Once you get up to your rented cottage, all you have to do is sit around, read, drink and nap. If you are visiting a cottage, remember to bring an inexpensive "cottage-warming" gift. Even if it is really dumb and somthing you would not put in your garage, never mind your house - like a giant carved carp clock - it will guilt your hosts into not asking you to do anything while you are there.
On the other hand, if you own a cottage, then what you are doing is getting away from all the annoyances at your house, like lawn cutting, housecleaning and your kids, and driving for several hours in traffic so that you can arrive at your cottage and enjoy a whole new set of annoyances.
First, it will take you several hours to unpack. this is because even if you are going up for a weekend, everyone brings enough supplies to survive a nuclear winter and to avoid something even worse than the complete destruction of the earth's biosphere: Driving into town. That's right, you NEVER want to have "to drive into town" to pick up something you forgot.
Husband: Honey, are you sure we really have to bring this 100-pound bag of sugar?
Wife: Yes, yes. If we run out, we'll have to drive into town!
There's actually a reason for this deep-seated fear of town. Most towns in cottage country have a population of 1,270 which increases slightly in the summer to four million. This means that if you can even get into town, you will be surrounded by thousands and thousands of people who forgot some vital cottage necessity - like bug spray or Baileys Irish Cream. In Muskoka, not only will there be thousands and thousands of people, but all of them will be wearing almost identical pastel-coloured golf shirts and plaid shorts. This can be very disorienting.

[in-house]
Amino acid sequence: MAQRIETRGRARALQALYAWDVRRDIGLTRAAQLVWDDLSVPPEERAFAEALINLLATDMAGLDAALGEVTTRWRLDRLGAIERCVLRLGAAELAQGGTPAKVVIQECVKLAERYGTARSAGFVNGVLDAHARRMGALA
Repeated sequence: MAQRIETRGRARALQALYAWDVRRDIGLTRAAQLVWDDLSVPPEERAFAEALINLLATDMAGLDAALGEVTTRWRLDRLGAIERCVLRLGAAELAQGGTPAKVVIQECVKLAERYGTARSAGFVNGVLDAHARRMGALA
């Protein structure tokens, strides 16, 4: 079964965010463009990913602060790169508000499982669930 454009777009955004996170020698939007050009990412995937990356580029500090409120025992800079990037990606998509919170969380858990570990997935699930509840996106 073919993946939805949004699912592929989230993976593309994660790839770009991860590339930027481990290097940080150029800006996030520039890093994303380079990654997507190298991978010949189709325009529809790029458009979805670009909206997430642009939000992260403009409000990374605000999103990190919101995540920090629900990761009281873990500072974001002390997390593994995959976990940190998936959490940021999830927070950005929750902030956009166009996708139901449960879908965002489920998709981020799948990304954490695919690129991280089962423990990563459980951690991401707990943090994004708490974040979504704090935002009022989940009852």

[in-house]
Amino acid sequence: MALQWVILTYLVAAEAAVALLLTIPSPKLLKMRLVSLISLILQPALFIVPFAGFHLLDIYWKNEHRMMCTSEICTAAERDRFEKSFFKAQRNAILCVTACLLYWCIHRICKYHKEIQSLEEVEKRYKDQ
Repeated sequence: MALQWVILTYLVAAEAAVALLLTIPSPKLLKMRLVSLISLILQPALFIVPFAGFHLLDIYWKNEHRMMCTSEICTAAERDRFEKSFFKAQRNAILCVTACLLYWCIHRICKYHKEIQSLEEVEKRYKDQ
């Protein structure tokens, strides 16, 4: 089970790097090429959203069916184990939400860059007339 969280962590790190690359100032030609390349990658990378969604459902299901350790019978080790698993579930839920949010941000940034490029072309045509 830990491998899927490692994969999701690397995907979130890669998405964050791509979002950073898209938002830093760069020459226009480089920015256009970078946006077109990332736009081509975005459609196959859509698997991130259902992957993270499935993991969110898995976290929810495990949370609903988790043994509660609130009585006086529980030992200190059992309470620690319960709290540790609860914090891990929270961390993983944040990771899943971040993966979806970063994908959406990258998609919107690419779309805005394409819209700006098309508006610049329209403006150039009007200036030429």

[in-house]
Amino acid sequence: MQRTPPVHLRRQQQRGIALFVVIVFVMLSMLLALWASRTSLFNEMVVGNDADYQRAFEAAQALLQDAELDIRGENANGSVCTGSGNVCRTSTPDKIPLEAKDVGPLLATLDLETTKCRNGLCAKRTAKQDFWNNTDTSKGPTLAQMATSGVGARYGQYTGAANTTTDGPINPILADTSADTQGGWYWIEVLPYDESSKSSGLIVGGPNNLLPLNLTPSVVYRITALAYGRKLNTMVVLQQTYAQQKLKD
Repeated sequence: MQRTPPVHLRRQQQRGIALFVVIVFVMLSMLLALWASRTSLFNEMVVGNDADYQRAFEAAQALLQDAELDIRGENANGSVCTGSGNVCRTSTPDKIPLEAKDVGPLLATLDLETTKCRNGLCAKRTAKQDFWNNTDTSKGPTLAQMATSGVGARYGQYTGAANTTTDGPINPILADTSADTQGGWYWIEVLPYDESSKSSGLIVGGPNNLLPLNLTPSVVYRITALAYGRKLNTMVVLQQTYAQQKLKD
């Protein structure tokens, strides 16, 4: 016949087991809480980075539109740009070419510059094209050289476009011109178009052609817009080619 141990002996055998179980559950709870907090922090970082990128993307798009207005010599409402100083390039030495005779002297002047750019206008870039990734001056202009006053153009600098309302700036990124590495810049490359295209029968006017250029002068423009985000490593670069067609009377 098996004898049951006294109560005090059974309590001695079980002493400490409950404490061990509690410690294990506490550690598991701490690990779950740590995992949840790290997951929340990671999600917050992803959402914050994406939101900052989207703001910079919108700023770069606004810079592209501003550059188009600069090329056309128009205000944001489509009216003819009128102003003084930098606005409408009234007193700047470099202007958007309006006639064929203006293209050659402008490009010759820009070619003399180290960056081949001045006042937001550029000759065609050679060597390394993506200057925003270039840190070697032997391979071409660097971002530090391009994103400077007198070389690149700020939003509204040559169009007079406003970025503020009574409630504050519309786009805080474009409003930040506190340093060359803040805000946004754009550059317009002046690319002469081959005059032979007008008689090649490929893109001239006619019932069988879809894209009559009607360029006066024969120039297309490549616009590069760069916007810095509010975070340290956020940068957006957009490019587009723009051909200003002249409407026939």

In the end, one trip into town can take up most of the weekend and sometimes guests who had to "go into town" simply don't come back and are never seen again.
If you don't have to drive into town, then you can "relax" with a bit of window cleaning, septic inspection, spider spraying, sink unplugging, lawn cutting and wood chopping. Once that's done, inevitably your wife will want you to get to work on a few "small projects" she had in mind like building a new guest bunkie or moving the shoreline "slightly to the right".
When you are done the cottage work, you might think it would be time to relax and enjoy yourself, but you would be wrong. It's actually time to go home. This is because everyone wants to "get an early start" so that they can "beat the traffic". The result is that by 9 a.m. on Sunday the highway looks like the Saturday parking lot at Fortinos.
Luckily, it only takes four or five hours to get home where you spend another hour or two unpacking the car.
But don't worry, soon you'll be able to relax - once you get to work on Monday.
Thanks to Paul for his wonderful sense of humour and for allowing us to reprint his article. Paul Benedetti writes a column for the Hamilton Spectator.
How to make S'mores
Whether at the cottage or camping, S'mores over a fire are a must.
A marshmallow is skewered on the end of a long stick (or metallic skewer) and held just above a fire until its outer surface starts to brown. Once heated, the inside of the marshmallow becomes soft or molten. The marshmallow is quickly removed from the stick. The marshmallow is put on one of 2 graham crackers, one of which has a piece of chocolate on it. The other graham cracker is put on top of the marshmallow to make a sandwich. Ideally, the heat from the roasted marshmallow partially melts the chocolate.